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K from Vega
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« Reply #8 on: June 29, 2017, 12:26:17 PM »

Thanks for your reply, and thanks for bringing us back on track.

First things first - I do love your shows and have enjoyed yours just as much as the others. My rant wasn't directed at you specifically.
The source of my frustration is the need to declare religious affiliation like it's part of ones name. When more and more people do this on platforms like yours, over time it becomes an even more defining property both for oneself and for others. It normalizes the notion that it's important that you, for example, are a great Muslim host instead of just a great host.

My problem with this, among other things is that actively making religion a thing in unrelated contexts over time is akin to "positive reinforcement training" and therefore a kind of proselytization.
I admit that what you're doing cannot be compared to active missionary work or anything like that, but I hope you see my point.
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Fenrix
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« Reply #9 on: June 30, 2017, 01:02:12 PM »

I remember some of the sound and fury (signifying nothing) that would pop up occasionally when Dave talked about his religious beliefs in the PodCastle endcaps. I'm pretty sure there was some of that on either side of Parable of the Shower, which was back in 2011. And Eley talked about it even farther back with his pink unicorns religion before PodCastle was even a thing. Nothing new here.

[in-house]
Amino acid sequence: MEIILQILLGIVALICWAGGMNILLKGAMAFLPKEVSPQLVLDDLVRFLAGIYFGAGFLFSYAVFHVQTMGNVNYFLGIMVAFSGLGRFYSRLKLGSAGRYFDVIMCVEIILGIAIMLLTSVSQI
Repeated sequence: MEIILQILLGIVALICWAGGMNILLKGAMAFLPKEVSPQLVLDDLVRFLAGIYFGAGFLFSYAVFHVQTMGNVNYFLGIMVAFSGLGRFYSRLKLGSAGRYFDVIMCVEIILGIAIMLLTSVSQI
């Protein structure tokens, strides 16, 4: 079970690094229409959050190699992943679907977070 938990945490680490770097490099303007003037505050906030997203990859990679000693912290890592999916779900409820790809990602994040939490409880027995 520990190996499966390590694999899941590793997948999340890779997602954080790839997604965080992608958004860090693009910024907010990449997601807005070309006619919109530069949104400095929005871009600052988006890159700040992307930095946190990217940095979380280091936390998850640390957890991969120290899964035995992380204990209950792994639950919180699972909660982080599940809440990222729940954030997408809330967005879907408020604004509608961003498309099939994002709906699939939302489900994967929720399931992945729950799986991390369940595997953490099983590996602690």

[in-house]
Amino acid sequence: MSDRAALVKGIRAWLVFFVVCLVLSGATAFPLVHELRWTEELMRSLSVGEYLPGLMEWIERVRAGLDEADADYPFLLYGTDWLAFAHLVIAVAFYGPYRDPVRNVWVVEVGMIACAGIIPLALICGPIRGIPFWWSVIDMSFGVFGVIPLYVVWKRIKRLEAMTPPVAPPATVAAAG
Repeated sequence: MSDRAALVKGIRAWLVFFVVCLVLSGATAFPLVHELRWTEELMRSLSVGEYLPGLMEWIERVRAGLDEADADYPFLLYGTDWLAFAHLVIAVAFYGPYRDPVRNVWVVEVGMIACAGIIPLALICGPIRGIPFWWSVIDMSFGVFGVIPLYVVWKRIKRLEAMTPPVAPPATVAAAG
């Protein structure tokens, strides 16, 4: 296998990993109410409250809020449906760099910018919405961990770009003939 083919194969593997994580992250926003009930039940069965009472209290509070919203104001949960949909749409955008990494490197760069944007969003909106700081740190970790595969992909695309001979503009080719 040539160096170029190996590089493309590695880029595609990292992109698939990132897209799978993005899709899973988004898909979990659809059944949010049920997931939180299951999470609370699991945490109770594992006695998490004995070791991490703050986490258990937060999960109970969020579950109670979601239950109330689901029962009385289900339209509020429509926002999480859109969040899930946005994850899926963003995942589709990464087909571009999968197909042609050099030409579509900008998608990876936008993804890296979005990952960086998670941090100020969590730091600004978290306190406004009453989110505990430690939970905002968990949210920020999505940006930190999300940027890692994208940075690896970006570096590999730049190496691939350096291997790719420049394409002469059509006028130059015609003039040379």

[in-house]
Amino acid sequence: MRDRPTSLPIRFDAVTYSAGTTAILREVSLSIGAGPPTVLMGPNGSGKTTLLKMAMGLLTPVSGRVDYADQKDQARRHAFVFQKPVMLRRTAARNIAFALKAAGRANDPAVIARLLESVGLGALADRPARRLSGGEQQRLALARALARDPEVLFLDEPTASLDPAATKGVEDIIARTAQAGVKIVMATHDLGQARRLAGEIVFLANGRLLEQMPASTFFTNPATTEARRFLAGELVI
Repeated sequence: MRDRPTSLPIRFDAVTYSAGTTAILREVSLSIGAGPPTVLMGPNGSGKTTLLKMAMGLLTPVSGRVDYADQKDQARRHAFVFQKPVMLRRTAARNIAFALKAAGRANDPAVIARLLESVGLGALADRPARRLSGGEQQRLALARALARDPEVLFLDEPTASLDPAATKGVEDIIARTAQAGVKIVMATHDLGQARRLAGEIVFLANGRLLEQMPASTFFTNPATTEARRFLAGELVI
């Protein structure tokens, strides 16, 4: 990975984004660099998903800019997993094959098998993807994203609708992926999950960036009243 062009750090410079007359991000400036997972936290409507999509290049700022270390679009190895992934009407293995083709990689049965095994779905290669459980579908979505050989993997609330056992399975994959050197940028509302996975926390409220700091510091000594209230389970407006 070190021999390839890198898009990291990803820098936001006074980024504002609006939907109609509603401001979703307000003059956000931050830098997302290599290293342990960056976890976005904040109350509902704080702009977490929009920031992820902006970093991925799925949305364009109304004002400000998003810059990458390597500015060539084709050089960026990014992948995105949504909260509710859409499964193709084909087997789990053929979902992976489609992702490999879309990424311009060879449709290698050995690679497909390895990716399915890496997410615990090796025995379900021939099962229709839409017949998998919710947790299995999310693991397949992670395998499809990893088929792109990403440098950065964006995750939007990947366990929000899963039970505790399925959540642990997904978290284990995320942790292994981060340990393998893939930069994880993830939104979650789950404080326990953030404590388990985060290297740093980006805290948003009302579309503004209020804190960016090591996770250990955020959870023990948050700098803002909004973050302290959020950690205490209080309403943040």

The source of my frustration is the need to declare religious affiliation like it's part of ones name. When more and more people do this on platforms like yours, over time it becomes an even more defining property both for oneself and for others. It normalizes the notion that it's important that you, for example, are a great Muslim host instead of just a great host.


Religion is frequently part of identity, much like race, ethnicity, regionalism, gender, sexuality, work, hobbies, and fandoms. Your identity is integral to who you are and informs your viewpoint. What parts of identity are required to be hidden in the public sphere? And who gets to decide those rules?

Since we're here in a spec fic fandom space, maybe it might help you to approach religion like a fandom. Would you be annoyed if someone on PodCastle talked about Harry Potter? Would that be normalizing British fantasy to look more like the School Story subgenre? [as opposed to the True and Proper Tolkien!] Would this be akin to weaponizing our youth into becoming Death Eaters? Or inciting the children to attend House Elves Matter marches?
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« Reply #10 on: July 07, 2017, 03:05:46 AM »

Since we're here in a spec fic fandom space, maybe it might help you to approach religion like a fandom.


Ha! Well said. That's how we handle things in the Pagan community, since there's so many different groups and sects within groups. Helps us have fun with it and balances out the solemnity.